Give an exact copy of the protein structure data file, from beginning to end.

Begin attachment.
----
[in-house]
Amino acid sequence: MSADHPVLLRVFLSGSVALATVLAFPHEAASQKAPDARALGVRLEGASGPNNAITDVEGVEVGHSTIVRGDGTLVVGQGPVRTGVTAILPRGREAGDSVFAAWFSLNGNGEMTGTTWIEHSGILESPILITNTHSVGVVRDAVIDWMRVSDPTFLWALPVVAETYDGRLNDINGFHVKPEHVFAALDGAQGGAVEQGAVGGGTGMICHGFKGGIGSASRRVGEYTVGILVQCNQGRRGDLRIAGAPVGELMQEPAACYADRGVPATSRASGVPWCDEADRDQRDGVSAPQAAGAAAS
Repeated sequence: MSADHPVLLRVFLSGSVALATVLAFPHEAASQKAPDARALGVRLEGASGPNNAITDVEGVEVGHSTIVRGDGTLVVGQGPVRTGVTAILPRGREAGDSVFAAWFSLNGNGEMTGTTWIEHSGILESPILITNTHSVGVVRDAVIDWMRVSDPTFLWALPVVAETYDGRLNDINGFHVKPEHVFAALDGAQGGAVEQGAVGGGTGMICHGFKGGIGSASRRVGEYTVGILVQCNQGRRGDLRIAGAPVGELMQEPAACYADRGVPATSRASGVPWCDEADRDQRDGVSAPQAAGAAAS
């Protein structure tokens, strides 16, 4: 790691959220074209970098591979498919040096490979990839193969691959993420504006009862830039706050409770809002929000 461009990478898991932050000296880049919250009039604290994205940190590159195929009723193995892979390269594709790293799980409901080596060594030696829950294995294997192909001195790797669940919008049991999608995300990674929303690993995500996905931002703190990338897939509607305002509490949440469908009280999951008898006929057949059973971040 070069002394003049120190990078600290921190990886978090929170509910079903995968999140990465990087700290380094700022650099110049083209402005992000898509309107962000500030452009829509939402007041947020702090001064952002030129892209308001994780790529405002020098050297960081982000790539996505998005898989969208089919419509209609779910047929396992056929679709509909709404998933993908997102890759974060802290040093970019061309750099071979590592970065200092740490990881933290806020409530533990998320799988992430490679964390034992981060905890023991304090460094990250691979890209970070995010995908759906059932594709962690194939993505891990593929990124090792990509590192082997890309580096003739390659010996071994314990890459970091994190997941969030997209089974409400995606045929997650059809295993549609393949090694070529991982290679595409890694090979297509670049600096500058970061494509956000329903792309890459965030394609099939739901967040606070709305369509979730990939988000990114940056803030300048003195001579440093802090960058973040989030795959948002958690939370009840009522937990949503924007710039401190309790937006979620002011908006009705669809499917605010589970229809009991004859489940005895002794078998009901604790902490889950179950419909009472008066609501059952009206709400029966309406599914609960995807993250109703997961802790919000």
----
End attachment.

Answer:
[in-house]
Amino acid sequence: MSADHPVLLRVFLSGSVALATVLAFPHEAASQKAPDARALGVRLEGASGPNNAITDVEGVEVGHSTIVRGDGTLVVGQGPVRTGVTAILPRGREAGDSVFAAWFSLNGNGEMTGTTWIEHSGILESPILITNTHSVGVVRDAVIDWMRVSDPTFLWALPVVAETYDGRLNDINGFHVKPEHVFAALDGAQGGAVEQGAVGGGTGMICHGFKGGIGSASRRVGEYTVGILVQCNQGRRGDLRIAGAPVGELMQEPAACYADRGVPATSRASGVPWCDEADRDQRDGVSAPQAAGAAAS
Repeated sequence: MSADHPVLLRVFLSGSVALATVLAFPHEAASQKAPDARALGVRLEGASGPNNAITDVEGVEVGHSTIVRGDGTLVVGQGPVRTGVTAILPRGREAGDSVFAAWFSLNGNGEMTGTTWIEHSGILESPILITNTHSVGVVRDAVIDWMRVSDPTFLWALPVVAETYDGRLNDINGFHVKPEHVFAALDGAQGGAVEQGAVGGGTGMICHGFKGGIGSASRRVGEYTVGILVQCNQGRRGDLRIAGAPVGELMQEPAACYADRGVPATSRASGVPWCDEADRDQRDGVSAPQAAGAAAS
């Protein structure tokens, strides 16, 4: 790691959220074209970098591979498919040096490979990839193969691959993420504006009862830039706050409770809002929000 461009990478898991932050000296880049919250009039604290994205940190590159195929009723193995892979390269594709790293799980409901080596060594030696829950294995294997192909001195790797669940919008049991999608995300990674929303690993995500996905931002703190990338897939509607305002509490949440469908009280999951008898006929057949059973971040 070069002394003049120190990078600290921190990886978090929170509910079903995968999140990465990087700290380094700022650099110049083209402005992000898509309107962000500030452009829509939402007041947020702090001064952002030129892209308001994780790529405002020098050297960081982000790539996505998005898989969208089919419509209609779910047929396992056929679709509909709404998933993908997102890759974060802290040093970019061309750099071979590592970065200092740490990881933290806020409530533990998320799988992430490679964390034992981060905890023991304090460094990250691979890209970070995010995908759906059932594709962690194939993505891990593929990124090792990509590192082997890309580096003739390659010996071994314990890459970091994190997941969030997209089974409400995606045929997650059809295993549609393949090694070529991982290679595409890694090979297509670049600096500058970061494509956000329903792309890459965030394609099939739901967040606070709305369509979730990939988000990114940056803030300048003195001579440093802090960058973040989030795959948002958690939370009840009522937990949503924007710039401190309790937006979620002011908006009705669809499917605010589970229809009991004859489940005895002794078998009901604790902490889950179950419909009472008066609501059952009206709400029966309406599914609960995807993250109703997961802790919000």